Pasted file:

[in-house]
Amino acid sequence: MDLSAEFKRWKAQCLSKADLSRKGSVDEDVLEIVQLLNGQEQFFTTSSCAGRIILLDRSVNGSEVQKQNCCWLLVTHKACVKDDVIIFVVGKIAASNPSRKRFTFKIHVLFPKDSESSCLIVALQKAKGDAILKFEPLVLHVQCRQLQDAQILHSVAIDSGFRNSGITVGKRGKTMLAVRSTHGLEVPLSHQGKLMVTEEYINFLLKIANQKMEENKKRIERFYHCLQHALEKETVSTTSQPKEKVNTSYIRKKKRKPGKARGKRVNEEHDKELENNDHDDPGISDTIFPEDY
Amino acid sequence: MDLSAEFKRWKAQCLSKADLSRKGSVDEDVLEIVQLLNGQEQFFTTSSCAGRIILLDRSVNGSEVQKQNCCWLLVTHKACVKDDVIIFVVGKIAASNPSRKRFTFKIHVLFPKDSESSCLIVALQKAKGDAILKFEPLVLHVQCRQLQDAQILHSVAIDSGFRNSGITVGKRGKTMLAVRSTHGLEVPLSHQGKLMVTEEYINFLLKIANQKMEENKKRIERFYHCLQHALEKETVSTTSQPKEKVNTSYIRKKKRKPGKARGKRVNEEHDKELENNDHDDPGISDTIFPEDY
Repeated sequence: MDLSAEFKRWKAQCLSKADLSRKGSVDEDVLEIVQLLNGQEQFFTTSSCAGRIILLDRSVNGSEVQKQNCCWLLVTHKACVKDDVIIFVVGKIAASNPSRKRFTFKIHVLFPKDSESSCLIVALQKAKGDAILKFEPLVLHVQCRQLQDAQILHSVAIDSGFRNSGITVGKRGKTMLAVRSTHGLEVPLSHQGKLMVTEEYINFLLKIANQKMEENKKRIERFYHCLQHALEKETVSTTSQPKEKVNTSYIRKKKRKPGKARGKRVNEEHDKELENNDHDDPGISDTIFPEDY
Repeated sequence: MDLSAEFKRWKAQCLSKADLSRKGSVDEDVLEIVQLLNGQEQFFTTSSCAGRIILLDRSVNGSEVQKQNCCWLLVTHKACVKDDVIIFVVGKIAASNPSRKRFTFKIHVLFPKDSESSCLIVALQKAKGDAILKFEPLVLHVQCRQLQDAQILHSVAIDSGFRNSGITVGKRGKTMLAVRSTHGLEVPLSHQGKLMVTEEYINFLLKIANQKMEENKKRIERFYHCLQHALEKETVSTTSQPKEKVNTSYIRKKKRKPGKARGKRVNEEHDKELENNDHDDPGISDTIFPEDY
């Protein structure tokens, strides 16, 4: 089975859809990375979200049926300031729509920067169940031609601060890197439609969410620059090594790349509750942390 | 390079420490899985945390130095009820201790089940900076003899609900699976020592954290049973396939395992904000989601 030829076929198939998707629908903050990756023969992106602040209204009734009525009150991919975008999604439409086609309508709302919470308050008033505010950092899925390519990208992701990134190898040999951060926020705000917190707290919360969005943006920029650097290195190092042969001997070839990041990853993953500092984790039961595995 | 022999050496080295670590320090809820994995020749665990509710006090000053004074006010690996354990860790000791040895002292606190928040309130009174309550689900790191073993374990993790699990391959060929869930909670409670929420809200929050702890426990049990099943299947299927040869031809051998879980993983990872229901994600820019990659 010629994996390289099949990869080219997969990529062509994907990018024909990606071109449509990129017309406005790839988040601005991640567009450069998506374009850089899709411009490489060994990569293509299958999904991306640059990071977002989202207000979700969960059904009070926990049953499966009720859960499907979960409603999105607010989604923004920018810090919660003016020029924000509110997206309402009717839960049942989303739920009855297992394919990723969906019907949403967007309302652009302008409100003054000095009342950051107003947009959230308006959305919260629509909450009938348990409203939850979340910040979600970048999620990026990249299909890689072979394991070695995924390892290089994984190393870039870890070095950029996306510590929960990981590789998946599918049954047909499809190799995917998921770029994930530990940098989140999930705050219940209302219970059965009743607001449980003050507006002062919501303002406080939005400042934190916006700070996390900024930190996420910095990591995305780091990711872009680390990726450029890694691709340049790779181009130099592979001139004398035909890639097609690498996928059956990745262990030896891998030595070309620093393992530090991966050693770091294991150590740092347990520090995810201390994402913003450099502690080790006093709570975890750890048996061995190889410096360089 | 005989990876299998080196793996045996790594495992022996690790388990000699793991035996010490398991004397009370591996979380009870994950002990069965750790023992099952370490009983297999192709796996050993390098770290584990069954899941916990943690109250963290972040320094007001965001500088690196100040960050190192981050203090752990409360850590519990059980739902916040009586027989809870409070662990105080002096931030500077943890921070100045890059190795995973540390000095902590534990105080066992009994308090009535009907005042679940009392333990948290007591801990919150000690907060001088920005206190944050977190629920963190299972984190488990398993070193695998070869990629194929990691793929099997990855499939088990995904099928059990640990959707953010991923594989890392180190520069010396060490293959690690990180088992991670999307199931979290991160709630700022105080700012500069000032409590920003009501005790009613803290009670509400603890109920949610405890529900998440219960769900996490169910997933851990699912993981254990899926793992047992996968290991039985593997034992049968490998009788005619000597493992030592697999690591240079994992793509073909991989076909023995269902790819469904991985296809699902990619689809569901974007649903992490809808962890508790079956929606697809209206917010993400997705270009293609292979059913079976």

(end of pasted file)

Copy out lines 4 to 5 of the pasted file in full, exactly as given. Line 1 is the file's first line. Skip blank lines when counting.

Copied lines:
Repeated sequence: MDLSAEFKRWKAQCLSKADLSRKGSVDEDVLEIVQLLNGQEQFFTTSSCAGRIILLDRSVNGSEVQKQNCCWLLVTHKACVKDDVIIFVVGKIAASNPSRKRFTFKIHVLFPKDSESSCLIVALQKAKGDAILKFEPLVLHVQCRQLQDAQILHSVAIDSGFRNSGITVGKRGKTMLAVRSTHGLEVPLSHQGKLMVTEEYINFLLKIANQKMEENKKRIERFYHCLQHALEKETVSTTSQPKEKVNTSYIRKKKRKPGKARGKRVNEEHDKELENNDHDDPGISDTIFPEDY
Repeated sequence: MDLSAEFKRWKAQCLSKADLSRKGSVDEDVLEIVQLLNGQEQFFTTSSCAGRIILLDRSVNGSEVQKQNCCWLLVTHKACVKDDVIIFVVGKIAASNPSRKRFTFKIHVLFPKDSESSCLIVALQKAKGDAILKFEPLVLHVQCRQLQDAQILHSVAIDSGFRNSGITVGKRGKTMLAVRSTHGLEVPLSHQGKLMVTEEYINFLLKIANQKMEENKKRIERFYHCLQHALEKETVSTTSQPKEKVNTSYIRKKKRKPGKARGKRVNEEHDKELENNDHDDPGISDTIFPEDY